Seven months after the Pennsylvania Historical and Museum Commission became the owner of an LGBTQ-oriented historic marker installed near Rittenhouse Square, it remains to be seen whether its language will be revised to recognize contributions of the the early transgender community. Revisions may hinge on whether the city elects its first openly-trans City Council member in November.
The marker, dedicated last fall, commemorates a 1965 LGBTQ sit-in at Dewey’s, a restaurant that was located at 219 S. 17th St. The restaurant has since been demolished and a Hyatt Hotel stands at the site. The marker was sponsored and funded by Equality Forum, a Philadelphia-based LGBTQ advocacy group.
The text of the marker states: “Activists led one of the nation’s first LGBT sit-ins here in 1965 after homosexuals were denied service at Dewey’s restaurant. Inspired by African-American lunch-counter sit-ins, this event prompted Dewey’s to stop its discriminatory policy, an early victory for LGBT rights.”
Deja Alvarez, the city’s first openly-trans candidate for City Council, says the marker’s language should be replaced because gender-variant individuals — not “homosexuals” — were the target of Dewey’s exclusionary policy and led the subsequent protests. She pledged to introduce a resolution calling for replacement language, if elected to City Council in November.
“Absolutely, I will do a resolution to correct the Dewey’s marker [if elected],” Alvarez told PGN this week. “History is important. But our [trans] history continues to be denied and erased. If we’re going to preserve history, it has to be the correct version of history. We can’t have cisgender people rewriting trans people out of history.”
Alvarez emphasized the importance of historical accuracy. “In a city that is so rich with history, making sure the Dewey’s Sit-In story is told correctly is important,” she reiterated.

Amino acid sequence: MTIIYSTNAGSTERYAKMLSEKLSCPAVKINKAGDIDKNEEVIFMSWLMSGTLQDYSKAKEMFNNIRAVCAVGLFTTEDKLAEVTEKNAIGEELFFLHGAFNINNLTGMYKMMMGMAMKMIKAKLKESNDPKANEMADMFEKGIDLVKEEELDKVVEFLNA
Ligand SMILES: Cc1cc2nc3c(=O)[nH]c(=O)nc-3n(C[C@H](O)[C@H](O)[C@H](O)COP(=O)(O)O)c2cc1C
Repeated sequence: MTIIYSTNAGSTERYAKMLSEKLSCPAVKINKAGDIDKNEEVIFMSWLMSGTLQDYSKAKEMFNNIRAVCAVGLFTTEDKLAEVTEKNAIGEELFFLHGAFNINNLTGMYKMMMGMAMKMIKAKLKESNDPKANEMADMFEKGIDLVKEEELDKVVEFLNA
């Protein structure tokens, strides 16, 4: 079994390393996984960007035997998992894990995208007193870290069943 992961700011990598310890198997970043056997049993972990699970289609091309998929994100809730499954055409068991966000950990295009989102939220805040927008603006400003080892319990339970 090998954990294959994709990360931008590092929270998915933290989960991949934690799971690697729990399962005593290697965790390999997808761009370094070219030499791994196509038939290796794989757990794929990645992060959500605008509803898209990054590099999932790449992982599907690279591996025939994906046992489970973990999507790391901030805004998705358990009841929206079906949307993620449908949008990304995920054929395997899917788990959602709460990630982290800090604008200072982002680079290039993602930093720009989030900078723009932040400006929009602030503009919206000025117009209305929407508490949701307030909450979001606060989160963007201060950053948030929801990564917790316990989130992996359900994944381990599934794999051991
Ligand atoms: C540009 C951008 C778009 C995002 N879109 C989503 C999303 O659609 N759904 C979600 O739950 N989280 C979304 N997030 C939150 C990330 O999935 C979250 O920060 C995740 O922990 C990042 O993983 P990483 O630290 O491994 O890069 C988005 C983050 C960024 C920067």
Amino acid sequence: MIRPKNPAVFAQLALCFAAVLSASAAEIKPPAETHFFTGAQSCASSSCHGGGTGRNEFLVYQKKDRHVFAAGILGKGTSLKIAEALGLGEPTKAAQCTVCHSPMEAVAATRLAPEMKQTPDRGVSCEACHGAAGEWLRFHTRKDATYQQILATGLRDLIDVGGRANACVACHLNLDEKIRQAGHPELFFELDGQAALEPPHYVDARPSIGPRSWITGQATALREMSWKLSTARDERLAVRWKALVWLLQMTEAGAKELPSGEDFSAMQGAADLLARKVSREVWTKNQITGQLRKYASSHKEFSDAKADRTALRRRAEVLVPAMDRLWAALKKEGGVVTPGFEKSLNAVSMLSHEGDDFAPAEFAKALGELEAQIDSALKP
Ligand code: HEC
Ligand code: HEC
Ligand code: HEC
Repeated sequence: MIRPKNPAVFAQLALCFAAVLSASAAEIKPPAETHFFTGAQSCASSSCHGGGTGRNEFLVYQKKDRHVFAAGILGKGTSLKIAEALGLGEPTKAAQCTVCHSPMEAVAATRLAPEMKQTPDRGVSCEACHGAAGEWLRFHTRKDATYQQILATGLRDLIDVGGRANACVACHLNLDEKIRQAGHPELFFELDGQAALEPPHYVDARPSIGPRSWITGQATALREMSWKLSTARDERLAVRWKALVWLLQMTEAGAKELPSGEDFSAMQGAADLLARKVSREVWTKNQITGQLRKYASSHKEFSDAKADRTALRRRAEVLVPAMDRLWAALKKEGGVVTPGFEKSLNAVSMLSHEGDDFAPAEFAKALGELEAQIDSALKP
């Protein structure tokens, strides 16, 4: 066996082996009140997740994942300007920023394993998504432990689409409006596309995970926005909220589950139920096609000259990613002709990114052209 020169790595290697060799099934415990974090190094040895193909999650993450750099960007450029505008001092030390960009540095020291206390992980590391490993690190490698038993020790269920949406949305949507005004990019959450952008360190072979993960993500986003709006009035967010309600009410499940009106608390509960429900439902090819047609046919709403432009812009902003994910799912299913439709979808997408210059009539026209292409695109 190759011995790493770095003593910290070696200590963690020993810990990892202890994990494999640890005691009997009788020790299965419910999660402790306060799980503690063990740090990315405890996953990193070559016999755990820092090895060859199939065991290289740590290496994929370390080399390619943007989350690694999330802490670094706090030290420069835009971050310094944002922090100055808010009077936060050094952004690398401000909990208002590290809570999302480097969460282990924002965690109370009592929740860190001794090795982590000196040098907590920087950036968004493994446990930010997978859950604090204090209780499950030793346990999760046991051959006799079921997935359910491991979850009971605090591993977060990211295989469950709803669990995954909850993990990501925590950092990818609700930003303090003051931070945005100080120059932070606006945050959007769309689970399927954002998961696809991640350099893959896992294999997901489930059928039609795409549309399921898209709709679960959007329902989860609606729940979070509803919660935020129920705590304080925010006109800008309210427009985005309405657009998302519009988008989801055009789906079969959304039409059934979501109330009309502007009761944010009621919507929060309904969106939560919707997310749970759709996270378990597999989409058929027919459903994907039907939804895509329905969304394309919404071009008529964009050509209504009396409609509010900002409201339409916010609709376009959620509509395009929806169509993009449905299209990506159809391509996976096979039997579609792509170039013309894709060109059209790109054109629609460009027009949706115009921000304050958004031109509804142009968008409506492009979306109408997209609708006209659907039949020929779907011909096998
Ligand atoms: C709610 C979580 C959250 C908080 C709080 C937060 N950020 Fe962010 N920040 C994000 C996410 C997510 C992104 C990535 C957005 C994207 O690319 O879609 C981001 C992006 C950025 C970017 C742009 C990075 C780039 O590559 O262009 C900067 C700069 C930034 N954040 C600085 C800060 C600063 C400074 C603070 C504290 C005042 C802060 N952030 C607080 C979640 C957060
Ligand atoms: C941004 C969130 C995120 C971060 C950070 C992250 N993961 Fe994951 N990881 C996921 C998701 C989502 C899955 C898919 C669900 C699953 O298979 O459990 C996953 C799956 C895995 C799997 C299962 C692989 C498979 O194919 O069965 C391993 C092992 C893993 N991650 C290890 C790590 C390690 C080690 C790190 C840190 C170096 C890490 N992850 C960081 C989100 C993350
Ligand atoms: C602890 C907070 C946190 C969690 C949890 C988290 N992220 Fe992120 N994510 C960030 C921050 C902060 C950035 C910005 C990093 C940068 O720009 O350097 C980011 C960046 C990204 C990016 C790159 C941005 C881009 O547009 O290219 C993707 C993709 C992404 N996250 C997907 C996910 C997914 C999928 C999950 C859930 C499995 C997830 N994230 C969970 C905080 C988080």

On Dec. 14, 2017, City Council adopted a resolution calling for the installation of a historical marker commemorating the Dewey’s Sit-In. However, the resolution didn’t specify language for the marker.
Alvarez believes the council would be receptive to another resolution calling for replacement language. “I think they would be open to hearing the reason why it needs to be corrected,” she said. “I think they would be open to understanding.”
Howard Pollman, a PHMC spokesperson, said it would cost about $1,350 to have the marker replaced. Historic markers typically cost about $1,600, Pollman said, but a pole for the marker has already been installed, reducing the cost.
Alvarez pledged to spearhead a fundraising effort to pay for a new marker, if elected. “We’ll figure out a way to raise the necessary funds to correct it,” she said.
Alvarez also said she’ll organize a committee composed of trans people and the broader LGBTQ community to formulate the replacement language. “It just can’t be my voice or my decision alone,” she said. “It has to be larger than that.”
Bob Skiba, a local historian and the archivist at William Way LGBT Community Center, told PGN he would serve on a committee formed by Alvarez. “I’d be happy to [serve on a committee], especially if Deja is taking the lead,” Skiba said, in an April 26 email. “I thought it was important that a trans person spearhead this.”
Pollman said the marker’s current language was a collaborative effort between Equality Forum and PHMC staff. He said PHMC’s historic-marker program has existed for about 70 years and “very few” markers have been replaced.
Todd Snovel, executive director of the Pennsylvania Commission on LGBTQ Affairs, said the group has discussed the Dewey’s Sit-In marker with PHMC.
“Our commission did engage with the Pennsylvania Historic and Museum Commission last fall after the concerns were expressed, to gain a better sense for how nominations for historic markers were submitted and vetted,” Snovel wrote, in an April 26 email. “After learning about the process, we also reached out to the leadership of Equality Forum, the organization who sponsored the nomination and provided language for the marker, to make them aware of the concerns relayed through PGN. We would recommend reaching out to Equality Forum to see if they have made a decision regarding moving forward with altering the language of the marker.”
Malcolm Lazin, executive director of Equality Forum, couldn’t be reached for comment.
Pollman said permission from Equality Forum for a replacement marker wouldn’t be needed, because PHMC owns the marker. “Once a marker is fabricated and installed it becomes the property of PHMC who maintains the marker in perpetuity,” he explained.